Please list the names of the other members of your peer group for this week and the number of extra credit points you think they deserve for their participation in group work on Tuesday and Thursday combined.

- If all three members besides yourself were present at some time, you have a total of 3 points to allocate.
- If only two members besides yourself were present, you have a total of 4 points to allocate.
- If only one other member was present, you have a total of 6 points to allocate.
- You need not allocate all the points available to you. Points allocated to yourself will not be recorded.

In class we learned how the problem of scheduling a set of jobs with time required and precedence constraints can be modeled using a Directed Acyclic Graph.

- Edges from j_i_s to j_i_f are weighted with the time required to do job j_i_.
- If job j_j_ cannot start until job j_i_ finishes, a 0 weighted edge is put from j_i_f to j_j_s.
- There is an implicit 0 weight edge from start node s to every j_j_ s and from every j_j_ f to f.

We also discussed how it would be preferable to use an existing algorithm so
we don’t have to go to the trouble of developing a new one and proving that it
is correct. The `DAG-Shortest-Paths`

algorithm is promising, but it computes
shortest paths while we need longest paths in order to find the longest chain
of precedence constraints. A simple transformation to the problem
representation makes it possible to use `DAG-Shortest-Paths`

: negate the
weights!

Your problem here is to * solve the job scheduling problem for the jobs shown
in the table using *. You will fill in the edge weights,
run

`DAG-Shortest-Paths`

`DAG-Shortest-Paths`

on the modified DAG, and transform the results into a
table for each job of the time that it can start running and the time it will
finish. (The start time of s is time 0.)```
job start end
----- ----- -----
j1
j2
j3
j4
j5
j6
j7
Last job finishes at:
```

Run **Dijkstra’s algorithm** on the graph shown, using vertex `a`

as the start
vertex. For each step of the algorithm, show what vertex is dequeued and the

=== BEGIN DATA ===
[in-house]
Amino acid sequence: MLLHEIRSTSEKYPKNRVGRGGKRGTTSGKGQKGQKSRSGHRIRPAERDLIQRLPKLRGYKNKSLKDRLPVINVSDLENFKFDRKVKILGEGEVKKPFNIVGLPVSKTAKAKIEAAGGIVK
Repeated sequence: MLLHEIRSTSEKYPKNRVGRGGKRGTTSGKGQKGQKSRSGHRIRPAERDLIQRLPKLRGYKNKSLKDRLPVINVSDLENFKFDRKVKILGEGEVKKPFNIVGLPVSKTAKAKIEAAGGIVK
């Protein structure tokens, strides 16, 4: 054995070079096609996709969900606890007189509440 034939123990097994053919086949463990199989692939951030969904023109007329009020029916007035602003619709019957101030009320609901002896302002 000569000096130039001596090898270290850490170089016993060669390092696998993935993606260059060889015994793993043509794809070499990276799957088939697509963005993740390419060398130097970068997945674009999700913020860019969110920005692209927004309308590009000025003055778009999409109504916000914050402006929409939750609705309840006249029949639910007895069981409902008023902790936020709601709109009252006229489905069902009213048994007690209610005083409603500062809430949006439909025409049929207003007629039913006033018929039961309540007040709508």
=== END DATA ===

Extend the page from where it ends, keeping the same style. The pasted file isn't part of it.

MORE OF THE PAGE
distance estimate *v*.*d* it had at the time it is put into *S*. (To help the
TA debug, you may wish to show the entire graph each iteration.) Then identify
the final distance estimates and explain what distance estimate is in error
and why.

```
Step v put in S v.d
---- ---------- ---
1.
2.
3.
4.
5.
(Final distance estimates are in column v.d.)
**What distance estimate(s) is(are) in error, and explanation of why:**
```

problem we just showed above.

**(a)** First we construct the graph *G*’ defined in the first step of Johnson’s algorithm by adding a new vertex `s`

with edges of cost 0 to all other vertices. Run `Initialize-Single-Source`

(the first step of `Bellman-Ford`

) on this graph (so vertices are labeled by *v*.*d*, either 0 or ∞). Use the template below to show the resulting graph. (Large version of templates will be emailed to you.)

**(b)** Complete running the ** Bellman-Ford** algorithm on the graph you just constructed, using vertex

`s`

as the start vertex. For Pass #0 (first line), copy the values of ```
Pass# a._d_ a.π b._d_ b.π c._d_ c.π d._d_ d.π e._d_ e.π
----- --- --- --- --- --- --- --- --- --- ---
0.
1.
2.
3.
4.
5.
```

δ(*s*,*v*)):

**(a)** Using the results of problem 4 and defining *h*(*v*) = δ(*s*,*v*) ∀ *v* ∈ *V*, draw the revised graph *G* (with `s`

removed) with edge weights *ŵ*(*u*,*v*) = *w*(*u*,*v*) + *h*(*u*) − *h*(*v*) and after `Initialize-Single-Source`

(vertices are labeled by *v*.d, either 0 or ∞). (Refer to 4b above for *h* values.)

Source:

**(b)** Run Dijkstra’s algorithm on the resulting graph, again using vertex `a`

as the start vertex. Show the resulting δ̂(*a*,*v*) as labels inside the vertices.

```
Step v put in S v.d
---- ---------- -----
1.
2.
3.
4.
5.
```

**(c)** Now map the distances above back to what they would be under *w* by using δ(*a*,*v*) = δ̂(*a*,*v*) − *h*(*u*) + *h*(*v*), referring to your results of 4b for *h*. Note that this should get the correct path that was missed in problem 2!

Johnson’s algorithm would now repeat 5(a) and 5(b) on each of the other vertices b, c, d, and e. However, you do not need to turn in the other runs of Dijkstra. We’ll compute the other paths below.

Construct and show the matrix *D*(0) for the graph shown again here. Then run
Floyd-Warshall, showing the matrix *D*(*k*) for each value of *k*. The final
matrix should have the same values as those computed in problem 5 for the
start vertex *a*, as well as values for all other start vertices. To make it
clear what order to process the vertices and easier for the TA to grade, we
will number the vertices in alphabetical order: for *k*=1, *k* is vertex a;
for *k*=2, *k* is vertex b, etc.

Dan Suthers Last modified: Sun Apr 20 03:32:41 HST 2014